Sunday, May 16, 2010


The East Coast appears to be the hot spot for lineages to set up their North American seats. There's Namgyal Monastery in Ithaca, NY, seat of the Dalai Lama; Karma Triyana Dharmachakra in Woodstock, NY, seat of the head of the Karma Kagyu school, the Gyalwa Karmapa; Tsechen Kunchab Ling in Walden, NY, seat of the Sakya Trizin. Going a bit further south, but staying in the East, we come upon another -Lotus Garden, tucked into the Shenandoah Valley in Stanley, Virginia, the North American seat for Mindrolling International. Mindrolling follows the Nyingma school of Tibetan Buddhism.

Lotus Garden was founded in 2003 by Jetsün Khandro Rinpoche who was born into the Mindrolling linage. The only time I have referenced Mindrolling was in the Six Mother Monasteries of Nyingma. Mindrolling Monastery was established in Tibet in the 1600's along with a family lineage. Jetsün Khandro Rinpoche descends from this lineage, daughter to the 11th Mindrolling throne holder, the late Trichen Jurme Kunzang Wangyal.

Over at The Chronicle Project, some great audio of Jetsün Khandro Rinpoche speaking on a variety of issues is featured in A conversation with Her Eminence Jetsün Khandro Rinpoche. I listened and transcribed her words which followed the first question in the interview. You can click on the link in the article title and listen while you read. The following are Jetsün Khandro Rinpoche's thoughts and words regarding the cultural implications of Vajrayana Buddhism in the West:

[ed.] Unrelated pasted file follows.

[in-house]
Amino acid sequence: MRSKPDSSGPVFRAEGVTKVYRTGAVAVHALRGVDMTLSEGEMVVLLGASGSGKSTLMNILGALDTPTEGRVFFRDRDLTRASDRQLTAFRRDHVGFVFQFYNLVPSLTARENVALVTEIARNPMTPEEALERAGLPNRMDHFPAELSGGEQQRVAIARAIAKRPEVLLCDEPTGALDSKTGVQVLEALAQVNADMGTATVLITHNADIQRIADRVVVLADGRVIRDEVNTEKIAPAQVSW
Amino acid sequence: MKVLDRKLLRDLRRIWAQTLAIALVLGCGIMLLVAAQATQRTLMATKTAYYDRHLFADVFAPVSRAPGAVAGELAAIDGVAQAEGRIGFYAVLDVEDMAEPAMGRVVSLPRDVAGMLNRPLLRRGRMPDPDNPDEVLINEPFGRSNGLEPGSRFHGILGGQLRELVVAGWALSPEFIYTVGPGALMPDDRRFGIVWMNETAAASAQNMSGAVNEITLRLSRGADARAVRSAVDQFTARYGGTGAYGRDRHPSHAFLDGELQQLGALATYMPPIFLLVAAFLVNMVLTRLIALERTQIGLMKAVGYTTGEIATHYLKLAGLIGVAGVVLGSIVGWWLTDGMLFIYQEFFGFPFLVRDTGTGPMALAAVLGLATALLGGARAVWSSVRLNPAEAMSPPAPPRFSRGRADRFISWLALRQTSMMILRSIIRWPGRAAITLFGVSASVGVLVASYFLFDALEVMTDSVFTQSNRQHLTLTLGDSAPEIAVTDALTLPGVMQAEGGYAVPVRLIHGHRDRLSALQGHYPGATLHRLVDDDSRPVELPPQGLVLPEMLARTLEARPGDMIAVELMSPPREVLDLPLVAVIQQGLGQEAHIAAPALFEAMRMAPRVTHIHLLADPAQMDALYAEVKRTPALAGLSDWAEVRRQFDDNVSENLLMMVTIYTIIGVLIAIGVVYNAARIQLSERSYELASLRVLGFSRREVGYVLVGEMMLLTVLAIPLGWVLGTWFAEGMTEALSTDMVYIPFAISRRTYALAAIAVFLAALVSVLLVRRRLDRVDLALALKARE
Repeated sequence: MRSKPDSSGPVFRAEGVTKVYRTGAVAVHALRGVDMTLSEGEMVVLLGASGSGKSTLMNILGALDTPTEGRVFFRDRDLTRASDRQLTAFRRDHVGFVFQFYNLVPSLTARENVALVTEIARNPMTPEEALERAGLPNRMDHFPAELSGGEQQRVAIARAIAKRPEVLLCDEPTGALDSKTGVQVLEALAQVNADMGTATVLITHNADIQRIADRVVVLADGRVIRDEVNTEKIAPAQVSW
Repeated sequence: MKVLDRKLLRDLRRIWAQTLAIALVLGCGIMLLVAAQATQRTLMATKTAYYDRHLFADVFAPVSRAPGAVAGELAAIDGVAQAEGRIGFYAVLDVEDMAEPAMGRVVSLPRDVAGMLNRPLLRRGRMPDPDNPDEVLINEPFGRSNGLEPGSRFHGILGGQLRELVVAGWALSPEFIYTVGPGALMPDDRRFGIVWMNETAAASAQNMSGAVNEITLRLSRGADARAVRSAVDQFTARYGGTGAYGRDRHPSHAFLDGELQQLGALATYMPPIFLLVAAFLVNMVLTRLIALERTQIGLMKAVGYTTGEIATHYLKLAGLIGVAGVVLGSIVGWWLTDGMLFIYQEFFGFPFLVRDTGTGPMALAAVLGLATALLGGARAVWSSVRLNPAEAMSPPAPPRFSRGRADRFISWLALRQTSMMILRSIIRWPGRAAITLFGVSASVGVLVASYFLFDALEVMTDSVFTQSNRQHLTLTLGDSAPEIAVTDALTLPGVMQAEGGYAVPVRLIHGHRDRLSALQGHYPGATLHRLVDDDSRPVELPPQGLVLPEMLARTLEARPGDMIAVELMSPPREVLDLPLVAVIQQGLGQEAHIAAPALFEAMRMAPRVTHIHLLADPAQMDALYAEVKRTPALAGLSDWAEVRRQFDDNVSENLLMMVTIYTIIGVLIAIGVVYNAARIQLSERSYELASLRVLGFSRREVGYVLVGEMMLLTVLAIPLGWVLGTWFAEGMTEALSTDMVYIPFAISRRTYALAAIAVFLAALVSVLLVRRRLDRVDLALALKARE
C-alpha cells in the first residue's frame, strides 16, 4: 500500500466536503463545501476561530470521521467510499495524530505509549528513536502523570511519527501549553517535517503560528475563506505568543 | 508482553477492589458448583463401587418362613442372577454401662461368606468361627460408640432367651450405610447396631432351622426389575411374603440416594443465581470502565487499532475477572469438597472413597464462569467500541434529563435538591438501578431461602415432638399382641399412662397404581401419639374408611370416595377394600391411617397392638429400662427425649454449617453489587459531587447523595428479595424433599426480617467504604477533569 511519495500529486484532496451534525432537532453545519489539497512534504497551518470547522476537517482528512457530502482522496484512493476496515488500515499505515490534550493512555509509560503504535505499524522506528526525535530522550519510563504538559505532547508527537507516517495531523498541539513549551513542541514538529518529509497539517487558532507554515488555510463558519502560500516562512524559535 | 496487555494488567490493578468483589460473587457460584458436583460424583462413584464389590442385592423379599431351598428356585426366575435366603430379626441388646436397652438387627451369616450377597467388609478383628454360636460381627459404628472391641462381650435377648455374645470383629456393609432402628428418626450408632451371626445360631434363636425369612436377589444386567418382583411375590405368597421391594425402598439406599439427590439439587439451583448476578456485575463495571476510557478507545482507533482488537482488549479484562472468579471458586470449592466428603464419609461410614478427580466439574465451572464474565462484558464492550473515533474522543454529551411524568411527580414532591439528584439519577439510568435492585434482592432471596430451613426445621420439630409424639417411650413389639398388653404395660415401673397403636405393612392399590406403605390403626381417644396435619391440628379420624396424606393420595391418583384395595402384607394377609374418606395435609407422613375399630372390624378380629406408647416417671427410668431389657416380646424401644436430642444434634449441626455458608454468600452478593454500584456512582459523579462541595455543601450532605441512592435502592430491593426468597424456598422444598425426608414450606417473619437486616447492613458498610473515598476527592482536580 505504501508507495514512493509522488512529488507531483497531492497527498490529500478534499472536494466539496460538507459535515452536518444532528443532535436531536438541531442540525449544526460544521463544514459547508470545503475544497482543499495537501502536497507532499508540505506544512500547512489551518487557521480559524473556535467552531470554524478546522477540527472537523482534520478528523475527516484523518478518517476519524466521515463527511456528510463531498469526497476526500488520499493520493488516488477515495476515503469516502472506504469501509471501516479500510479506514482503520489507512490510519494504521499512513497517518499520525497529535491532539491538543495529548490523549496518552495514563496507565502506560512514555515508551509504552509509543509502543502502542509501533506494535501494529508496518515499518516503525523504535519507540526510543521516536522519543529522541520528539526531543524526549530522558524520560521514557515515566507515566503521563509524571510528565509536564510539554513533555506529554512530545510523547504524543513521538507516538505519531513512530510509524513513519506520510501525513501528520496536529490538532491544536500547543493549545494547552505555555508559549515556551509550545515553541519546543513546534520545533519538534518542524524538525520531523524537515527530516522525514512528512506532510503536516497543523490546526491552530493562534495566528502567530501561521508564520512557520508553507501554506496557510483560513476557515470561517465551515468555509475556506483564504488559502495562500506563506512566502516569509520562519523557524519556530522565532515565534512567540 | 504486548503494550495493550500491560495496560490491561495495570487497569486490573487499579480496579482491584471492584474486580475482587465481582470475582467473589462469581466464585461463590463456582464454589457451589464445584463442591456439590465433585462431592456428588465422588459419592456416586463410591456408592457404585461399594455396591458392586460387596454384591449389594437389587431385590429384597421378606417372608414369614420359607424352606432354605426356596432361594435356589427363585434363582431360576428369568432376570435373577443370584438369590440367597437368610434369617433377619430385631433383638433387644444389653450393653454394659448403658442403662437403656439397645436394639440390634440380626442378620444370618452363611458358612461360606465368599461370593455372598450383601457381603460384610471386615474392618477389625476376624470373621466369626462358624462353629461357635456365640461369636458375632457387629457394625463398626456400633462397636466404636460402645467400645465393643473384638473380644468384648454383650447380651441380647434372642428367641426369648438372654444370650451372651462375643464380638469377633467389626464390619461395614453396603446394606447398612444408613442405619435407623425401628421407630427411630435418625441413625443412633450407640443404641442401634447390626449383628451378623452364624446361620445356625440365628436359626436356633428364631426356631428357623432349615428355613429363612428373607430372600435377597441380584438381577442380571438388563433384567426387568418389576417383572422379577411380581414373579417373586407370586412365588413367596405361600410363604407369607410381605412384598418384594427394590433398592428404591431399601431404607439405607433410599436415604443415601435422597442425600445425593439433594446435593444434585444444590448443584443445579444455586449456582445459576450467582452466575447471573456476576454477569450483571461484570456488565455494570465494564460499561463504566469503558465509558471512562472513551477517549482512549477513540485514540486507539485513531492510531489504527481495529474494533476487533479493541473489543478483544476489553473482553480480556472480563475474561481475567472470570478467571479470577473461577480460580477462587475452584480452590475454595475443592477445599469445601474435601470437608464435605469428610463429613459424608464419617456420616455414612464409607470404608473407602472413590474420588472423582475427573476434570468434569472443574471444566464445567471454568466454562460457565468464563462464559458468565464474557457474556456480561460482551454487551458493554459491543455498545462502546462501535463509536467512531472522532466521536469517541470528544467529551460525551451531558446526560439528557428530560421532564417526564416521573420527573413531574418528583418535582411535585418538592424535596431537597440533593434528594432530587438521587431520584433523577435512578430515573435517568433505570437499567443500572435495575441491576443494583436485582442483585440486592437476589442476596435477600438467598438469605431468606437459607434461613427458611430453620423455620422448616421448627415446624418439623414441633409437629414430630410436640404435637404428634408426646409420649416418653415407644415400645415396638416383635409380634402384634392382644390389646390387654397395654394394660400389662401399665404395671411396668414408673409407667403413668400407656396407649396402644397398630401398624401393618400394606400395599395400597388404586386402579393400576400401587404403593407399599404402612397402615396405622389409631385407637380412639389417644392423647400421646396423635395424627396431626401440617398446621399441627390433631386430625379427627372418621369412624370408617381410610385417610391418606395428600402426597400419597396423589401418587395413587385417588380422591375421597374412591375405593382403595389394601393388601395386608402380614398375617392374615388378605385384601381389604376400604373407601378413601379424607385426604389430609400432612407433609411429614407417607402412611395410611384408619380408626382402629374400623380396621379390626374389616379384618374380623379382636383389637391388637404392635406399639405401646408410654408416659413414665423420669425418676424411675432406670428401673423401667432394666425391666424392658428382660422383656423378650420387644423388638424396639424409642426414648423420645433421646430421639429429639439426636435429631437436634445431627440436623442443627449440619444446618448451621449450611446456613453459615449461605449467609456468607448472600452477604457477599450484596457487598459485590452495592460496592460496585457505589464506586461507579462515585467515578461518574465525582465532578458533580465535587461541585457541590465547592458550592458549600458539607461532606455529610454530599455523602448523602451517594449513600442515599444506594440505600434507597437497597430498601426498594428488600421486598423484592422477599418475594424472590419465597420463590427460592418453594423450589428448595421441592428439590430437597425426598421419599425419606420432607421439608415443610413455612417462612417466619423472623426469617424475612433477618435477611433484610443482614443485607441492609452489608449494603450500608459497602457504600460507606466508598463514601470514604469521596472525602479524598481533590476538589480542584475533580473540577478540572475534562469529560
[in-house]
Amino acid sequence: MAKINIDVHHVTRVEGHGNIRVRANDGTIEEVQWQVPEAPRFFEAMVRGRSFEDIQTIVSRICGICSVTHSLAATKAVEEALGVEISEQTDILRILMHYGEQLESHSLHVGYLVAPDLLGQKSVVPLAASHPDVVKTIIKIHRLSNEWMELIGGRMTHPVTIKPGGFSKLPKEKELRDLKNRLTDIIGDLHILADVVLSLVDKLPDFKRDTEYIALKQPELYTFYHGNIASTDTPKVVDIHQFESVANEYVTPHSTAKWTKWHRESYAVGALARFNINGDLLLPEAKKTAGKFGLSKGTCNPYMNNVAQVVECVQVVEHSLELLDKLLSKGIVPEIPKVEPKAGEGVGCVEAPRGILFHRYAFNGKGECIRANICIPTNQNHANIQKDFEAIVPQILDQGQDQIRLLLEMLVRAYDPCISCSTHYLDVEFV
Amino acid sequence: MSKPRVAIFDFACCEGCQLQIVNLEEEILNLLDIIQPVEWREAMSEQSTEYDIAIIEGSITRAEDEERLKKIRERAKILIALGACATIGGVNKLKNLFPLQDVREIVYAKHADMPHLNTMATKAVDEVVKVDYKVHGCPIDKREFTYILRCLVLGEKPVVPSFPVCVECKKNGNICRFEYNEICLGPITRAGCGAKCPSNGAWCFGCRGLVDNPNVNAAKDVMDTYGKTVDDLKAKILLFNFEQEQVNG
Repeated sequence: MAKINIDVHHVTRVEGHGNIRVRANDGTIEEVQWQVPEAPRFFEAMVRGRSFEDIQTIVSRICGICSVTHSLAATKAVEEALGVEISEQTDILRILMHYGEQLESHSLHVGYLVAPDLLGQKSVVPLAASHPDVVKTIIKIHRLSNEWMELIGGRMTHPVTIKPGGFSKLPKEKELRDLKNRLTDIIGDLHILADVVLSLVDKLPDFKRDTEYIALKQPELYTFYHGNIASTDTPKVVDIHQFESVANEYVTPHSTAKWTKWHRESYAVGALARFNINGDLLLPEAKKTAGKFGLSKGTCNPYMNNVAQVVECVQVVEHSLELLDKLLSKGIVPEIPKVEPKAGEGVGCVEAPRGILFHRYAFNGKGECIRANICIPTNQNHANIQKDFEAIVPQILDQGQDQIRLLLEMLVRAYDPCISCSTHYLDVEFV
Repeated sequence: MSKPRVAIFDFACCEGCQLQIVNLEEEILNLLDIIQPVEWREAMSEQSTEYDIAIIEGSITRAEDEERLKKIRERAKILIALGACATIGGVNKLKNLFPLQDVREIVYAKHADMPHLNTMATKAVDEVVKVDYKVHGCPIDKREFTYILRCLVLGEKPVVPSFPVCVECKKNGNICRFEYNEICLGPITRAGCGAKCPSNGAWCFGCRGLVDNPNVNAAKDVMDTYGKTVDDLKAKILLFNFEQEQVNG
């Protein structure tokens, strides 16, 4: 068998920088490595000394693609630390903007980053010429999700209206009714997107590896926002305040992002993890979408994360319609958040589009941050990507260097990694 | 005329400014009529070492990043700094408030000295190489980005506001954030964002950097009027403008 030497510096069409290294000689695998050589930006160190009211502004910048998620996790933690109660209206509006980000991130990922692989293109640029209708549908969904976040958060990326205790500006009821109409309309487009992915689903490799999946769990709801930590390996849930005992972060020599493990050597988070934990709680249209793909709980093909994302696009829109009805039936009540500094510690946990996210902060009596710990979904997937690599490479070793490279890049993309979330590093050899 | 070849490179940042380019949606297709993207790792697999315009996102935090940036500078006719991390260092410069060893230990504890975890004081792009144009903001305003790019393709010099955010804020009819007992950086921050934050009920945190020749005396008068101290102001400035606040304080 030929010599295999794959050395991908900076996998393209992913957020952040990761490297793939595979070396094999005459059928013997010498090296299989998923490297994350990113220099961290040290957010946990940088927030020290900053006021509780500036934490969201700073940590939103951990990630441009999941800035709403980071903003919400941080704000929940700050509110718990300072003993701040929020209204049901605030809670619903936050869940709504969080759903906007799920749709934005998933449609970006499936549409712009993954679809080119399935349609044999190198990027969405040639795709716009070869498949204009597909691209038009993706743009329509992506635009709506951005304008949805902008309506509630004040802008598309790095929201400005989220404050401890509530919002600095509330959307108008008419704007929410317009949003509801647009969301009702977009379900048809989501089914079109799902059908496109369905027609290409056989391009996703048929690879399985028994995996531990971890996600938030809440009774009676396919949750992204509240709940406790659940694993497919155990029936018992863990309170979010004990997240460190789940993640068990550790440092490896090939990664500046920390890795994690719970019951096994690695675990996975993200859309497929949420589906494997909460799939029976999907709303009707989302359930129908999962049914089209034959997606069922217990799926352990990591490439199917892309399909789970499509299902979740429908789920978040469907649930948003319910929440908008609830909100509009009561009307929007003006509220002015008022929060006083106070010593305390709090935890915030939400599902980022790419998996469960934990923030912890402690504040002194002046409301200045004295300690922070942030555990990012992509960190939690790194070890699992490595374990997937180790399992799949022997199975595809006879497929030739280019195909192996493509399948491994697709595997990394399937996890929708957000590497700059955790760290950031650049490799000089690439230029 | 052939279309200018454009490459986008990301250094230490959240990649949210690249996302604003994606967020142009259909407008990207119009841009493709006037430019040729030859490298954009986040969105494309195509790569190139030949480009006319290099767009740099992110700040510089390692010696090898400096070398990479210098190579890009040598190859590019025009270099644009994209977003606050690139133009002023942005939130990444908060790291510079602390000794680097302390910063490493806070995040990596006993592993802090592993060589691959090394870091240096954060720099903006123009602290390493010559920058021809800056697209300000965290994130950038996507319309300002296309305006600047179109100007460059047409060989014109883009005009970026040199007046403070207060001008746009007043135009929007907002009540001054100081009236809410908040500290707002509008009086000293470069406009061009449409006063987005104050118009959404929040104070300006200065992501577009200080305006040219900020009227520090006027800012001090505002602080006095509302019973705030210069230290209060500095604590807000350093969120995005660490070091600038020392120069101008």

"This is a very crucial topic....because we just don't say it that Buddhism is spreading in the West because of any other simpler or more mundane reasons other than the fact that it has come to the point where the West must realize what is happening. So, it's not a question of just the flourshing of the Dharma into a certain region or country of the world, but karmically, sentient beings karma and the karma of the world, is going through a transition where the container that is being formed in which the future Dharma has to be held is fast pointing to the Western directions. So people feel very happy when they hear the words 'The Dharma is coming to the West' or 'The Westernization of Buddhism,' it's a fairly popular thing to say these days. But I don't think it often brings about an awareness in the minds of people of a sense of responsibility that comes with it, that which must be realized by the teachers as not being only speaking in English or translating certain things, but it is about the continuity of the stream of the essence of Dharma that must begin to unfold in a country in the most pure and authentic ways, which requires much more dedication, much more understanding of what it means when the Dharma is coming to the West from the teachers . Teachers have to realize that responsibility. Students have to realize that it's not just a simple thing to be happy about- 'Oh, Dharma is coming to the West, how nice, how good.' And that that expression of your happiness and joyfulness is not the only thing that is sufficient at this point. They have to understand that you are now building something of which you have the courage to hold, again, in the most pure and authentic ways. So this calls in for the need for both teachers and students of this and the next generation to understand the profoundness and the depth of what it actually means when we talk about Westernization of Buddhism. It's about having received it in its most authentic way and then continuation of it in a very changed world, but upholding the values, the principles, the profoundness, the truth and the purity in an unbroken way, in an unbroken lineage."

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